Today's Story Line:
After months of Russian airstrikes and ground fighting, Chechen rebels are apparently relinquishing the prized capital of Grozny. But few observers expect this to be the end of the Chechen war.
The political influence of key Indonesian military leaders is waning. A human rights investigation lays blame for last year's violence in East Timor at their feet.
A six-year ban on child executions in Yemen goes further than US law. But it's an uneasy adjustment.
Europeans object not only to the death penalty but, increasingly, to any form of corporal punishment for children.
- David Clark Scott World editor
REPORTERS ON THE JOB
*SPARE THE ROD: As a boy, the Monitor's Peter Ford was "regularly" subjected to "six of the best" (six raps with a cane) for minor infractions of the rules at his private school in England. But Peter says that his young boys aren't getting similar "instruction" from the end of a stick. "We don't use corporal punishment in our home. My own experience turned me against it. I don't think it does any good," he says. "I couldn't tell you now what it was that I did to deserve the smacking."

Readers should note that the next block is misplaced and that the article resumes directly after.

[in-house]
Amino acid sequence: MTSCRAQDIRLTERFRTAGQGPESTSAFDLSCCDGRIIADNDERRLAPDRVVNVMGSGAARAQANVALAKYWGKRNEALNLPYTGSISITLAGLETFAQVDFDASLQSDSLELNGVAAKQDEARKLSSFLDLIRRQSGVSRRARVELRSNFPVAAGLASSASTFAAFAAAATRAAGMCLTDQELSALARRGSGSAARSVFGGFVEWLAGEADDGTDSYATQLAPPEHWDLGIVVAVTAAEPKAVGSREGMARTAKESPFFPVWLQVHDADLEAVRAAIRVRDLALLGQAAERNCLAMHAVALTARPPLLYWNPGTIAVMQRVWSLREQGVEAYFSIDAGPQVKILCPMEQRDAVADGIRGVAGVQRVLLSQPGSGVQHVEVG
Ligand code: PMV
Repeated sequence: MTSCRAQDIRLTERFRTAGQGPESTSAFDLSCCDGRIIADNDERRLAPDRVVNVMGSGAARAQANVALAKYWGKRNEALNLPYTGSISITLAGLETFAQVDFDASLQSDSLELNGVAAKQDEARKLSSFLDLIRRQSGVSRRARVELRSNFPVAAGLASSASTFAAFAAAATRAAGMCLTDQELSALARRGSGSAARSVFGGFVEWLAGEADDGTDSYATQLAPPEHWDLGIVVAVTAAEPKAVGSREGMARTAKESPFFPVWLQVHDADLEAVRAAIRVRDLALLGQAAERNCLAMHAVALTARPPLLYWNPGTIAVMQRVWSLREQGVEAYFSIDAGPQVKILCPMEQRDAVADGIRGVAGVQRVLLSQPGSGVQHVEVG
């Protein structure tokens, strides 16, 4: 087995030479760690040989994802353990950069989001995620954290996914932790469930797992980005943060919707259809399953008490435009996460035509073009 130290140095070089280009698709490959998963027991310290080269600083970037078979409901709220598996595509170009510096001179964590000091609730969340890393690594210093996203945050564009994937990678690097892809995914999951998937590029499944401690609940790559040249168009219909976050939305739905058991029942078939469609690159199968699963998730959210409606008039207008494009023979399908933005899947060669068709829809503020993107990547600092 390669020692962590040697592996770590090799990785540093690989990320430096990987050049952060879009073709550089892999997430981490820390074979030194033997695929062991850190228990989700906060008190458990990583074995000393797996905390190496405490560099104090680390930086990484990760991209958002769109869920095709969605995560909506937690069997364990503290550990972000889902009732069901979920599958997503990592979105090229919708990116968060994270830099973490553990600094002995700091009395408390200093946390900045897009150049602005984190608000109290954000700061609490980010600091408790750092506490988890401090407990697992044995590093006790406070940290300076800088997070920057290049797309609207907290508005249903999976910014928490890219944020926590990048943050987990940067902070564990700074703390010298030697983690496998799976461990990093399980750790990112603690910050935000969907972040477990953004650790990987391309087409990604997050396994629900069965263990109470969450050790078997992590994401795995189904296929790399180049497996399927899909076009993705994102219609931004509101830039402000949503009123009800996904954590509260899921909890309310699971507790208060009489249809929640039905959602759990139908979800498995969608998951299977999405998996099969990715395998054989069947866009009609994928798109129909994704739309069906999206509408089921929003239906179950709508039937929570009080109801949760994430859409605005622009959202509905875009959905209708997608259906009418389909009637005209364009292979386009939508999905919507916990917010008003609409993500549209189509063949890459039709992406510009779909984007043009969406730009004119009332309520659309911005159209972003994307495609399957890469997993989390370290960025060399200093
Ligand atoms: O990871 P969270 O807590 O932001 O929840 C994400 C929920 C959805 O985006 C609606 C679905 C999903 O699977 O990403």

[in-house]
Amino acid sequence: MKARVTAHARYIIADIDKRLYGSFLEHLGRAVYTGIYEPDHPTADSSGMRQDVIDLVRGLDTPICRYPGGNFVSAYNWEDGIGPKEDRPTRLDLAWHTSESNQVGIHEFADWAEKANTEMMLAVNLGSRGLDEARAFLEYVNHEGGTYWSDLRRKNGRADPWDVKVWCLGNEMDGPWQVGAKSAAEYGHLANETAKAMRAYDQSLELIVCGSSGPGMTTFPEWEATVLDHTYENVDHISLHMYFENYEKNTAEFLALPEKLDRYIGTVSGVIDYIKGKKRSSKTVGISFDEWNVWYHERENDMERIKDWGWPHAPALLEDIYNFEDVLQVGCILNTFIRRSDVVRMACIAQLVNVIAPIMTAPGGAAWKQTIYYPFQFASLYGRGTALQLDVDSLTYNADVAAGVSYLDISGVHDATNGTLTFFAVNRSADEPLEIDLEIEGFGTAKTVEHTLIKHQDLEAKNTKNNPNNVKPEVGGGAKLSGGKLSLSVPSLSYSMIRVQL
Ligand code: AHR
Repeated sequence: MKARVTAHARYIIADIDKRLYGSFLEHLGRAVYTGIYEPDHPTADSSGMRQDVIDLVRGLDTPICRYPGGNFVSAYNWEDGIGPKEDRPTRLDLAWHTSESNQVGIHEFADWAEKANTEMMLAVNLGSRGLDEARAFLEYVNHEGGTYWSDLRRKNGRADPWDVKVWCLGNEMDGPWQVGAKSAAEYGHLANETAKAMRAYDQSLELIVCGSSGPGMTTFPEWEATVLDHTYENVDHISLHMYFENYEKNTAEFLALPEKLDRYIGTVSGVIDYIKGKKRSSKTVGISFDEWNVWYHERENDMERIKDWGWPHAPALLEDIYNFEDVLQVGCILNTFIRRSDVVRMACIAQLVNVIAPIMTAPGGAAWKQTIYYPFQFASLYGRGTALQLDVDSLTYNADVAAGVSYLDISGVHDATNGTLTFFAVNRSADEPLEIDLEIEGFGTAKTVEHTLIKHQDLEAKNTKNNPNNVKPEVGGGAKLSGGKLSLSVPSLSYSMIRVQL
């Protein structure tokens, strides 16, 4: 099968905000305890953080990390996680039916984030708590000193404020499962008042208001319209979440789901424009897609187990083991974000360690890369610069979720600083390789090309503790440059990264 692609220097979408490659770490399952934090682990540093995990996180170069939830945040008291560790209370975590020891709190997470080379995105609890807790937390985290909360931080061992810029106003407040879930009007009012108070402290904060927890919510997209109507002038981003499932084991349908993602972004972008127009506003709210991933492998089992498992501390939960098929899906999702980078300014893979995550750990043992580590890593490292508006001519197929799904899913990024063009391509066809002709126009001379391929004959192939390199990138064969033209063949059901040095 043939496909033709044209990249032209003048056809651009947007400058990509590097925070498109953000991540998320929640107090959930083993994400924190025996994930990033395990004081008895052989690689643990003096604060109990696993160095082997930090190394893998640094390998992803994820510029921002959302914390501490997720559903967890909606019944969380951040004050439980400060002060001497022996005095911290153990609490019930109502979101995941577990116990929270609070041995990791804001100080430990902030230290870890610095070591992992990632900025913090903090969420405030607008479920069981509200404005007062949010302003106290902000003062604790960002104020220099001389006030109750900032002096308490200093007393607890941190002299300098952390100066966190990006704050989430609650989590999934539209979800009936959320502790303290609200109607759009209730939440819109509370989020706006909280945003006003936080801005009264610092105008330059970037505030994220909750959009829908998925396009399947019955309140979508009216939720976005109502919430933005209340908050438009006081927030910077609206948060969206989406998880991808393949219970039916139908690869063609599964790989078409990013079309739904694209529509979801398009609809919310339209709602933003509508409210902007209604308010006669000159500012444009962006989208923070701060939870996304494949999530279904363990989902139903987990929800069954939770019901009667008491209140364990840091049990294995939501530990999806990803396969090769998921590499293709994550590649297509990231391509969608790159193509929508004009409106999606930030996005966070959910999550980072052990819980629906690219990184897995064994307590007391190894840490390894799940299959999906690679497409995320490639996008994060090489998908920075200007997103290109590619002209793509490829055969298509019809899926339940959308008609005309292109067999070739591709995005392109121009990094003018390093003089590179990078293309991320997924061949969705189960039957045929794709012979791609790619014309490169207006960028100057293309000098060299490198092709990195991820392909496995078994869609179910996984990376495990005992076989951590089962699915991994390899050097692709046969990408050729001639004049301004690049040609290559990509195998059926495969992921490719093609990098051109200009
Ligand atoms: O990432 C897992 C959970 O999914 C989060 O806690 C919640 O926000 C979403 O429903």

FOLLOW-UP ON A MONITOR STORY
*PLUG PULLED ON INTERNET CAFES: The government in Shanghai, China, ordered 127 Internet cafes to close and seized their computers, The Shanghai News reported on Feb. 1. As reported in the Nov. 17 Monitor, some of China's party leaders are concerned about the spread of internet use and potential threats to the party. Antigovernment and pro-democracy activists have used the internet to share information and organize protests. "Unlicensed Internet cafes avoid paying taxes and disseminate pornographic CDs, which corrupt the minds of young people," the newspaper quoted a city official as saying.
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